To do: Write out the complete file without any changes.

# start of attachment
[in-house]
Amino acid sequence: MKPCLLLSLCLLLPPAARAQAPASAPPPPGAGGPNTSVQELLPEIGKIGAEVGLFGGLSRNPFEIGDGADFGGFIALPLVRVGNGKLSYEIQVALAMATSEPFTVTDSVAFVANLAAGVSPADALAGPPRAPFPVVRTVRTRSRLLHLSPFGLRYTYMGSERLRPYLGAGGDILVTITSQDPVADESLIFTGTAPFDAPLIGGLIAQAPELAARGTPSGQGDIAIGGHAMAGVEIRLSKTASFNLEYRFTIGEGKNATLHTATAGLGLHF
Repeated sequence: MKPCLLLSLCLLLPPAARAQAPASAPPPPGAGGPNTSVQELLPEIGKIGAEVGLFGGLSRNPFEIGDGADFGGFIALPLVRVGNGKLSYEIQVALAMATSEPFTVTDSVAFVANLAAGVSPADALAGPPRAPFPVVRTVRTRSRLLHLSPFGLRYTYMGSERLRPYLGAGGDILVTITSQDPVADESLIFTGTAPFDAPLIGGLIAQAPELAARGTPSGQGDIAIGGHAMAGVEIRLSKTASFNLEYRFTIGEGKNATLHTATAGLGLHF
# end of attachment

[in-house]
Amino acid sequence: MKPCLLLSLCLLLPPAARAQAPASAPPPPGAGGPNTSVQELLPEIGKIGAEVGLFGGLSRNPFEIGDGADFGGFIALPLVRVGNGKLSYEIQVALAMATSEPFTVTDSVAFVANLAAGVSPADALAGPPRAPFPVVRTVRTRSRLLHLSPFGLRYTYMGSERLRPYLGAGGDILVTITSQDPVADESLIFTGTAPFDAPLIGGLIAQAPELAARGTPSGQGDIAIGGHAMAGVEIRLSKTASFNLEYRFTIGEGKNATLHTATAGLGLHF
Repeated sequence: MKPCLLLSLCLLLPPAARAQAPASAPPPPGAGGPNTSVQELLPEIGKIGAEVGLFGGLSRNPFEIGDGADFGGFIALPLVRVGNGKLSYEIQVALAMATSEPFTVTDSVAFVANLAAGVSPADALAGPPRAPFPVVRTVRTRSRLLHLSPFGLRYTYMGSERLRPYLGAGGDILVTITSQDPVADESLIFTGTAPFDAPLIGGLIAQAPELAARGTPSGQGDIAIGGHAMAGVEIRLSKTASFNLEYRFTIGEGKNATLHTATAGLGLHF